Tips for talking with children
It’s important to speak to your children in a way that helps them express what they’re feeling. Although it’s never easy, these tips can help you with those important conversations.
Casual conversations are ideal for mental and behavioral health check-ins, as opposed to longer, pre-planned sit-downs.
Relaxed settings may help your child feel more comfortable and less put on the spot. Think about having this conversation when you are working on a project together or taking a walk. Conversations with your child about mental and behavioral health can happen almost anywhere.
Open-ended questions that give your child room to share their feelings are more helpful than questions that can be quickly answered with a yes or no. Talk through how events in their day made them feel, like, "What was the hardest part of your day?”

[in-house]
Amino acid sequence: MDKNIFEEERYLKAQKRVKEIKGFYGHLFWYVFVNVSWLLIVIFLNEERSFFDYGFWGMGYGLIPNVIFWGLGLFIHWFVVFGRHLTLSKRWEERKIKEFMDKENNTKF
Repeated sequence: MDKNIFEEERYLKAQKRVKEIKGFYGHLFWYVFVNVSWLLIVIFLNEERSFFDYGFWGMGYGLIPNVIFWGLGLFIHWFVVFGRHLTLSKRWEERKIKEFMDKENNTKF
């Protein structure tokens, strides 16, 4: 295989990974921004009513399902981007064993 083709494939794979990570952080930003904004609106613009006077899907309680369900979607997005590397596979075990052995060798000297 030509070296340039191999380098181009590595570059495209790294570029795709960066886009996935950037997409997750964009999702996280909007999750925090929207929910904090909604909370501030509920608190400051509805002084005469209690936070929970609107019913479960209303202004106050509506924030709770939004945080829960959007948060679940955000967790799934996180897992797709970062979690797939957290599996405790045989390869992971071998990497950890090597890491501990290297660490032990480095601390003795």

Other means of expression can help your child share their thoughts and feelings. Encourage your child to express themselves through artwork or play to get a better understanding of how they might be feeling even if they can’t find the words.
Validate your child’s feelings. Acknowledge your child’s feelings and let them know that you are there to support them.
Empower your child. It can be tempting to jump in and fix your child's problem for them. Instead, work with your child to help them find their own solutions.
Share your feelings. One great way to help children learn to manage their own feelings is to share your own feelings and the coping skills that you use. Hearing their parents share their feelings and experiences is a great way for children to learn how to talk about their own mental well-being.
Children’s Wisconsin is asking every parent of a school-aged child to make a promise that they will talk with their child before school starts to assess their child’s feelings about returning to school during COVID-19.